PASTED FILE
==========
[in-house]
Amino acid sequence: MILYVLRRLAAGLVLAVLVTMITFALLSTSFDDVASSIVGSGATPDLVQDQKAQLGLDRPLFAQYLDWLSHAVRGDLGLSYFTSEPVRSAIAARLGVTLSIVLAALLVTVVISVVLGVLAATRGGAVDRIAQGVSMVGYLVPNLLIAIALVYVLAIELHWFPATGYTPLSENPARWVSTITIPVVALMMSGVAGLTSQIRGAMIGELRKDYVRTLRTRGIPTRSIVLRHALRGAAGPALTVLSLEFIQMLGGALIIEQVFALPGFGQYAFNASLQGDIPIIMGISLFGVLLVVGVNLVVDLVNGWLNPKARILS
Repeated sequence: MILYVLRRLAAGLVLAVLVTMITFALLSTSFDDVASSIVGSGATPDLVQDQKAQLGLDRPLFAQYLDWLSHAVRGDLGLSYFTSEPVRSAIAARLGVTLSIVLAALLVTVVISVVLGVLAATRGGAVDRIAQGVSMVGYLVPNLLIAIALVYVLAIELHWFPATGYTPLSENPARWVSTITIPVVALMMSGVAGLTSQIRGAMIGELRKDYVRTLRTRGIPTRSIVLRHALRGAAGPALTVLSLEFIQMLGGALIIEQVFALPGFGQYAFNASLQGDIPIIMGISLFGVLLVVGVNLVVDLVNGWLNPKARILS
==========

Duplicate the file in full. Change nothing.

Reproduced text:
[in-house]
Amino acid sequence: MILYVLRRLAAGLVLAVLVTMITFALLSTSFDDVASSIVGSGATPDLVQDQKAQLGLDRPLFAQYLDWLSHAVRGDLGLSYFTSEPVRSAIAARLGVTLSIVLAALLVTVVISVVLGVLAATRGGAVDRIAQGVSMVGYLVPNLLIAIALVYVLAIELHWFPATGYTPLSENPARWVSTITIPVVALMMSGVAGLTSQIRGAMIGELRKDYVRTLRTRGIPTRSIVLRHALRGAAGPALTVLSLEFIQMLGGALIIEQVFALPGFGQYAFNASLQGDIPIIMGISLFGVLLVVGVNLVVDLVNGWLNPKARILS
Repeated sequence: MILYVLRRLAAGLVLAVLVTMITFALLSTSFDDVASSIVGSGATPDLVQDQKAQLGLDRPLFAQYLDWLSHAVRGDLGLSYFTSEPVRSAIAARLGVTLSIVLAALLVTVVISVVLGVLAATRGGAVDRIAQGVSMVGYLVPNLLIAIALVYVLAIELHWFPATGYTPLSENPARWVSTITIPVVALMMSGVAGLTSQIRGAMIGELRKDYVRTLRTRGIPTRSIVLRHALRGAAGPALTVLSLEFIQMLGGALIIEQVFALPGFGQYAFNASLQGDIPIIMGISLFGVLLVVGVNLVVDLVNGWLNPKARILS